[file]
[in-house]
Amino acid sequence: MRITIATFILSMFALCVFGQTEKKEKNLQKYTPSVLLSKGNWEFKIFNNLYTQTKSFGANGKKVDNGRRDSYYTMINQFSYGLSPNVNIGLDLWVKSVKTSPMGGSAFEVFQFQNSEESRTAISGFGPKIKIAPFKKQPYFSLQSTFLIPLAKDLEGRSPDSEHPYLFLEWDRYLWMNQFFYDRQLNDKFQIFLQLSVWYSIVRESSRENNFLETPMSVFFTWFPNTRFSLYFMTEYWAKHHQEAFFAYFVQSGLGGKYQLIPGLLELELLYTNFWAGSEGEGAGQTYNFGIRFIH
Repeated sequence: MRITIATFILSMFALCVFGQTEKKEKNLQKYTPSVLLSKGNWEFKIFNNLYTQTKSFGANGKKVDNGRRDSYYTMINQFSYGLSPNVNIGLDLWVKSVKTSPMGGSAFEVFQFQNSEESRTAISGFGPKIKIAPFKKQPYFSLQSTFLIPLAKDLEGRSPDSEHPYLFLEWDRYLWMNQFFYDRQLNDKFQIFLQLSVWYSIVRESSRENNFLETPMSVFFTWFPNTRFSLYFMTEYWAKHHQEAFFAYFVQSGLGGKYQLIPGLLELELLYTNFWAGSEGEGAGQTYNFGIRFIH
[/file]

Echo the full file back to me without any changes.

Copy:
[in-house]
Amino acid sequence: MRITIATFILSMFALCVFGQTEKKEKNLQKYTPSVLLSKGNWEFKIFNNLYTQTKSFGANGKKVDNGRRDSYYTMINQFSYGLSPNVNIGLDLWVKSVKTSPMGGSAFEVFQFQNSEESRTAISGFGPKIKIAPFKKQPYFSLQSTFLIPLAKDLEGRSPDSEHPYLFLEWDRYLWMNQFFYDRQLNDKFQIFLQLSVWYSIVRESSRENNFLETPMSVFFTWFPNTRFSLYFMTEYWAKHHQEAFFAYFVQSGLGGKYQLIPGLLELELLYTNFWAGSEGEGAGQTYNFGIRFIH
Repeated sequence: MRITIATFILSMFALCVFGQTEKKEKNLQKYTPSVLLSKGNWEFKIFNNLYTQTKSFGANGKKVDNGRRDSYYTMINQFSYGLSPNVNIGLDLWVKSVKTSPMGGSAFEVFQFQNSEESRTAISGFGPKIKIAPFKKQPYFSLQSTFLIPLAKDLEGRSPDSEHPYLFLEWDRYLWMNQFFYDRQLNDKFQIFLQLSVWYSIVRESSRENNFLETPMSVFFTWFPNTRFSLYFMTEYWAKHHQEAFFAYFVQSGLGGKYQLIPGLLELELLYTNFWAGSEGEGAGQTYNFGIRFIH